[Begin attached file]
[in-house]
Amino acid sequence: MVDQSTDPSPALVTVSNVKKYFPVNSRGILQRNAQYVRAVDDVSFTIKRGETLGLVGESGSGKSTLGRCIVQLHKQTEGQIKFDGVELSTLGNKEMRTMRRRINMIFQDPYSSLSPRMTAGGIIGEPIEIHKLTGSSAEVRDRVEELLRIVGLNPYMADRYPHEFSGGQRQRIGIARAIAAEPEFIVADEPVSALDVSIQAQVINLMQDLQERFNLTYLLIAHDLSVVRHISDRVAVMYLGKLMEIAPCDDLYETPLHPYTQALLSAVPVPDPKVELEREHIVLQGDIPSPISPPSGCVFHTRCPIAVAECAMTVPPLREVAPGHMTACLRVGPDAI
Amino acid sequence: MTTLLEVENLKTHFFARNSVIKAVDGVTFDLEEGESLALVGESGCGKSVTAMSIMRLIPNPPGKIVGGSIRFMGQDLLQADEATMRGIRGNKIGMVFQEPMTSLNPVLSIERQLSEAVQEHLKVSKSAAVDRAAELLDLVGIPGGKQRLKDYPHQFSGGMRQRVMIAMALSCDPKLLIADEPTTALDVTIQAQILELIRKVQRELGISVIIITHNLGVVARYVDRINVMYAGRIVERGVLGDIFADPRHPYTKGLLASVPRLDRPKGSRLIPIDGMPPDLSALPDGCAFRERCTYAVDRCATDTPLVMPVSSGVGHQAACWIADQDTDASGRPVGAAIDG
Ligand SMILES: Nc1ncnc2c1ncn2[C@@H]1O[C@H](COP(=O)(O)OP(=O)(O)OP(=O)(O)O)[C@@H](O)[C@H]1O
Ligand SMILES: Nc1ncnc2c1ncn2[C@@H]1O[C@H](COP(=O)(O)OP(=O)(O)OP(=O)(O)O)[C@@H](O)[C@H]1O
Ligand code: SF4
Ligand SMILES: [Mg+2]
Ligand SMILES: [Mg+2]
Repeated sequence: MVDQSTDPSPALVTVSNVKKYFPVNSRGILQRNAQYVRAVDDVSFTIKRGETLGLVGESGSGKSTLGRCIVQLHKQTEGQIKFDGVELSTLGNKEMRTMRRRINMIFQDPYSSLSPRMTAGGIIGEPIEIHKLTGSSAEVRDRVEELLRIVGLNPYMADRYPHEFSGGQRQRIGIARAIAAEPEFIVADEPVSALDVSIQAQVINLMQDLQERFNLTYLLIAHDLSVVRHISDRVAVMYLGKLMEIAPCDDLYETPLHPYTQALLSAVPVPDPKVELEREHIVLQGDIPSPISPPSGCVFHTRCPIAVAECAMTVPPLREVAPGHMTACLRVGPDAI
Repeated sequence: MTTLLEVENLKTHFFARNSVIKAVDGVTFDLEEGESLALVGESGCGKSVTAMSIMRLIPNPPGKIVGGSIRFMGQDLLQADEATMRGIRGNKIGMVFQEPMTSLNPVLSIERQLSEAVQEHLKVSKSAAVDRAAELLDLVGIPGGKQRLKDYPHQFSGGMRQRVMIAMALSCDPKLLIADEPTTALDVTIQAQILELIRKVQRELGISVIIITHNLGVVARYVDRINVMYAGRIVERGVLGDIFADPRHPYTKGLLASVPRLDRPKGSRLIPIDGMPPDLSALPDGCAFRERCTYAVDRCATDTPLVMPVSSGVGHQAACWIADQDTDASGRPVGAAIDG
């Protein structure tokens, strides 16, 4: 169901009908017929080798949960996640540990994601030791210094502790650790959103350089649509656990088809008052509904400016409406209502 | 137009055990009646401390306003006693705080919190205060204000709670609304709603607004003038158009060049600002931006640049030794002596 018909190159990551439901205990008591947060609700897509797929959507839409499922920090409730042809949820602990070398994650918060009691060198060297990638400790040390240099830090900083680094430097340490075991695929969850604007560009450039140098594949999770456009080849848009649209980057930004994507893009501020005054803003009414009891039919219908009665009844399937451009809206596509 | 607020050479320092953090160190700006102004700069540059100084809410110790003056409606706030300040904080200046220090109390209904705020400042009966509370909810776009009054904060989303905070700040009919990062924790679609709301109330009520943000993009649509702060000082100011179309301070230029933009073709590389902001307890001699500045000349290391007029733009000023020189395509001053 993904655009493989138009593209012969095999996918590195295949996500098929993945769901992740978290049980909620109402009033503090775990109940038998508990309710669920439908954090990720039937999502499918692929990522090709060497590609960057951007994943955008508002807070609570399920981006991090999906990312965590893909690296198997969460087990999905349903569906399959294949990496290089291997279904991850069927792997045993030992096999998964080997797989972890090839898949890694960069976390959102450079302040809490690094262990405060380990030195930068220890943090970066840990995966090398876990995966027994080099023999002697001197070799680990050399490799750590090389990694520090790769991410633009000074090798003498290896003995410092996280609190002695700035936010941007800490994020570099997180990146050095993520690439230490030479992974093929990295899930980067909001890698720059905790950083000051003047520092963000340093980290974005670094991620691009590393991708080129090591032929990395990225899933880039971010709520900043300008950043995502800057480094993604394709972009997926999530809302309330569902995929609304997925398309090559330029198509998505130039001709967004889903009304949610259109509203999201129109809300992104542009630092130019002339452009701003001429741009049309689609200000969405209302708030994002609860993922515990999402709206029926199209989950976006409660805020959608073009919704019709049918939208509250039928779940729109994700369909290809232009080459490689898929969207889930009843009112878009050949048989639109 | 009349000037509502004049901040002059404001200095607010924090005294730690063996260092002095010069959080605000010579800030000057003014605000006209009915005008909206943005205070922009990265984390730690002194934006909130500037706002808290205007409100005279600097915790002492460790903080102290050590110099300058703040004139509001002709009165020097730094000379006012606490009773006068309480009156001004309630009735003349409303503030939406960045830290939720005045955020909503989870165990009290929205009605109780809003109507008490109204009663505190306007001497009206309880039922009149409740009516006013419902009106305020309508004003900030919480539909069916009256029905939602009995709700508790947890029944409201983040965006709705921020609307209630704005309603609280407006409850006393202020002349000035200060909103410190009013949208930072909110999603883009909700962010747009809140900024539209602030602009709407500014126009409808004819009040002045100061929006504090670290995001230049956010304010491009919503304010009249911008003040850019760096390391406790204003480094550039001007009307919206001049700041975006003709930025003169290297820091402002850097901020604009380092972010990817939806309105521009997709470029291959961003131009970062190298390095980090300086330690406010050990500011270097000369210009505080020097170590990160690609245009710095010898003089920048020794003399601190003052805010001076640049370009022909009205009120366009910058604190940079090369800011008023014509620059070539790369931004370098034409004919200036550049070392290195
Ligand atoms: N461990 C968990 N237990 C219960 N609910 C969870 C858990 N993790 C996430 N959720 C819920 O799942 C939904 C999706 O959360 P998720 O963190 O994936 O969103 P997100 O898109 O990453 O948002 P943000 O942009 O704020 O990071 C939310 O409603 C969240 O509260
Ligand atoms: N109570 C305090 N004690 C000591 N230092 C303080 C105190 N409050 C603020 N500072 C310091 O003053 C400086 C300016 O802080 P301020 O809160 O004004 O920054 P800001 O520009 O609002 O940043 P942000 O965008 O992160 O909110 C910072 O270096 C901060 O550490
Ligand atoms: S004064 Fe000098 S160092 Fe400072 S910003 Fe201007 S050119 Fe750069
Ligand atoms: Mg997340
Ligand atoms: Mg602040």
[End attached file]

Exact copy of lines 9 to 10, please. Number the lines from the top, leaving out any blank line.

Repeated sequence: MVDQSTDPSPALVTVSNVKKYFPVNSRGILQRNAQYVRAVDDVSFTIKRGETLGLVGESGSGKSTLGRCIVQLHKQTEGQIKFDGVELSTLGNKEMRTMRRRINMIFQDPYSSLSPRMTAGGIIGEPIEIHKLTGSSAEVRDRVEELLRIVGLNPYMADRYPHEFSGGQRQRIGIARAIAAEPEFIVADEPVSALDVSIQAQVINLMQDLQERFNLTYLLIAHDLSVVRHISDRVAVMYLGKLMEIAPCDDLYETPLHPYTQALLSAVPVPDPKVELEREHIVLQGDIPSPISPPSGCVFHTRCPIAVAECAMTVPPLREVAPGHMTACLRVGPDAI
Repeated sequence: MTTLLEVENLKTHFFARNSVIKAVDGVTFDLEEGESLALVGESGCGKSVTAMSIMRLIPNPPGKIVGGSIRFMGQDLLQADEATMRGIRGNKIGMVFQEPMTSLNPVLSIERQLSEAVQEHLKVSKSAAVDRAAELLDLVGIPGGKQRLKDYPHQFSGGMRQRVMIAMALSCDPKLLIADEPTTALDVTIQAQILELIRKVQRELGISVIIITHNLGVVARYVDRINVMYAGRIVERGVLGDIFADPRHPYTKGLLASVPRLDRPKGSRLIPIDGMPPDLSALPDGCAFRERCTYAVDRCATDTPLVMPVSSGVGHQAACWIADQDTDASGRPVGAAIDG